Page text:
Thankfully, it isn't widespread. It isn't itchy. It just sort of sucks when it pops up. I've learned to manage it usingcocoa butter and a variety of skin oils. Sometimes I use an antifungal, but I haven't concluded if the yeast is in fact a component of the rash.
Because of this little rash, I have stopped using all potential irritants...which means I don't use soap unless it is 100% natural with synthetic chemicals. I've pretty much transformed my way of life. I don't wear makeup. I don't color my hair. Just me and that's it.
Now just because I have gone all natural doesn't mean I don't stay clean. Actually, I find that a good exfoliation routine keeps the rash at bay. I know this because the rash always seems to show it's ugly self if I've gone a week without showering consistently (don't judge me...I'm out in the woods a lot okay).
So, I've come up with a nice, textured soap made with sea salt. Not the super chunky sea salt and not the large crystal Kosher sea salt. Just the smaller version. Just enough abrasion to help slough off skin, but not so rough that I get cut up. That would be awful.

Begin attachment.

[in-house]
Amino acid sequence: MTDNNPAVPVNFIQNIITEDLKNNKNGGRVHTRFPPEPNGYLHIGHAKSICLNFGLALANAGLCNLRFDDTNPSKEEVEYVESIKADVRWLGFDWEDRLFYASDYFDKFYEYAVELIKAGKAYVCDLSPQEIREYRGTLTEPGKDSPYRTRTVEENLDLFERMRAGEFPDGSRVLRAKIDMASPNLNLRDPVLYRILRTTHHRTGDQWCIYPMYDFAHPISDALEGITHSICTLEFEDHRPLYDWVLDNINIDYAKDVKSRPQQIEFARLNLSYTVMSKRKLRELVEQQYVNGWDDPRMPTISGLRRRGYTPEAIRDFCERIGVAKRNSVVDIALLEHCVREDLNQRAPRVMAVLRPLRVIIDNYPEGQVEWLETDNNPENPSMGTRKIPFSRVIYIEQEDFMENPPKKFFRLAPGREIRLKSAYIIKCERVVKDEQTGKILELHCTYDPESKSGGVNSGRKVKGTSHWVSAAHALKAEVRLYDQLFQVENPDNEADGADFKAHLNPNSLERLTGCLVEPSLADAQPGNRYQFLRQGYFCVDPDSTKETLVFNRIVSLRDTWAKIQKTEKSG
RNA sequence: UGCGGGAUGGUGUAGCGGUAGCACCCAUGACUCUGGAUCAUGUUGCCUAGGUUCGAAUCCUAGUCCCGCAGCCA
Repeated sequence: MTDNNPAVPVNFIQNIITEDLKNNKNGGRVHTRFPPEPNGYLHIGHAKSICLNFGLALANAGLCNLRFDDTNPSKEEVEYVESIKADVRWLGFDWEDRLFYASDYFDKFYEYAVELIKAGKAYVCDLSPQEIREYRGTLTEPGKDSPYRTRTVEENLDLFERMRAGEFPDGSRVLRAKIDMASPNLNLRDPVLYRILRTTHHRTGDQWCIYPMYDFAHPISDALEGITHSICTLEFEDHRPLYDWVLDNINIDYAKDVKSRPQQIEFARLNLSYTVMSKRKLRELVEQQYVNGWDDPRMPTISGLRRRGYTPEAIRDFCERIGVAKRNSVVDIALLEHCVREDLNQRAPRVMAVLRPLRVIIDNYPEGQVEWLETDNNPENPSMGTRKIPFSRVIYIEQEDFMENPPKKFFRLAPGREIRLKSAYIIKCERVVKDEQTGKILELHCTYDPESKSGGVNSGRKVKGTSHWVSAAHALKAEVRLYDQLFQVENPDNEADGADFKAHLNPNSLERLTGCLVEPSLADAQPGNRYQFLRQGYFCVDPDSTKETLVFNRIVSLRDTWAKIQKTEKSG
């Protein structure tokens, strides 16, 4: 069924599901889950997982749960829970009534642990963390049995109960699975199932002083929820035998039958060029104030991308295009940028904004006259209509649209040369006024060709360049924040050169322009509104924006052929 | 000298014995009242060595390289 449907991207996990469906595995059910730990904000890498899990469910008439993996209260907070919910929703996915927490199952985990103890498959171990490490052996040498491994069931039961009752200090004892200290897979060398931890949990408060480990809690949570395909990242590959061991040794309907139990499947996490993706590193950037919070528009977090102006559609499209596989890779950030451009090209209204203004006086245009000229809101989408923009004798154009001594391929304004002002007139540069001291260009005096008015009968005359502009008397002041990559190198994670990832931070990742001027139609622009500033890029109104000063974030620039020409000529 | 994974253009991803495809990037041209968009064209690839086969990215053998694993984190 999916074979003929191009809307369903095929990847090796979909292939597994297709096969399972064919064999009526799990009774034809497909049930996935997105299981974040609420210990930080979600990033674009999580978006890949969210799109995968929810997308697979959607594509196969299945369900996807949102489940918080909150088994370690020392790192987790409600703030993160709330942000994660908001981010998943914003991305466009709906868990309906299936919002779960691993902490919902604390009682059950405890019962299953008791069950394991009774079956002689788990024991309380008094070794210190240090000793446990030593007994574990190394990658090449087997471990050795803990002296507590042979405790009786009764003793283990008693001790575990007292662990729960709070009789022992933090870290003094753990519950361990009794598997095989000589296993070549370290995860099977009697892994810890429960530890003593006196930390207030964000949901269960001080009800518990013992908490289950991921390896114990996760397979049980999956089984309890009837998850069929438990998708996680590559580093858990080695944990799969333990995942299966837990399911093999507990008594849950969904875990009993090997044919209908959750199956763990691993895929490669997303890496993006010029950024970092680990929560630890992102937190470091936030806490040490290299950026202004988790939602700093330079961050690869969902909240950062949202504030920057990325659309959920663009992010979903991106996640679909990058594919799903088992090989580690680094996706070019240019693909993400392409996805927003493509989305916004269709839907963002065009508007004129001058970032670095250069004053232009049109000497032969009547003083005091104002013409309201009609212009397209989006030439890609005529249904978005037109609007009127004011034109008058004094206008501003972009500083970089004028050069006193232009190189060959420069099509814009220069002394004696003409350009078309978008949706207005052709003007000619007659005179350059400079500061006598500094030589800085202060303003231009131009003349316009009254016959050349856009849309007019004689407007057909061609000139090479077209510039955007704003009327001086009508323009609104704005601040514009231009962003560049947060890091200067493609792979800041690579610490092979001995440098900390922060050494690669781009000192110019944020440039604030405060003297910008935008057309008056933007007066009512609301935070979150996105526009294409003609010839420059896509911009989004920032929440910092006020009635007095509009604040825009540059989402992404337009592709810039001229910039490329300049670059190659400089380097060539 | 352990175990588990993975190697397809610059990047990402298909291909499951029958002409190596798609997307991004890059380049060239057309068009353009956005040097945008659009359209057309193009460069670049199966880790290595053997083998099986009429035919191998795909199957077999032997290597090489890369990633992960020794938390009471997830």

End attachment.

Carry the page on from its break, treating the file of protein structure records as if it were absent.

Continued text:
- 11 ounces coconut oil, unrefined is best
- 3 ounces apricot kernel oil
- 1 ounce castor oil
- 1 ounce shea butter
- 6.5 ounces fine sea salt
- 2.3 ounces lye
- 6 ounces water
- Prepare your mold. I use a wooden box that I made, but anything will do.
- Measure the water and the lye. Add the lye into the water and stir.
- Set the lye-water mixture aside until it reaches 100 degrees Fahrenheit.
- While you are waiting for the temperature to drop too 100F, combine the oils in a nonreactive pot and heat. The oils need to match the temperature of the lye-water mixture within 10 degrees.
- Add the lye to the oils.
- Using an immersion blender, whip that baby up until you have a light trace.
- Stir in the salt with a wooden spoon and add the soap to the molds.
- Unmold after 24 hours and allow the soap to cure for 6 weeks.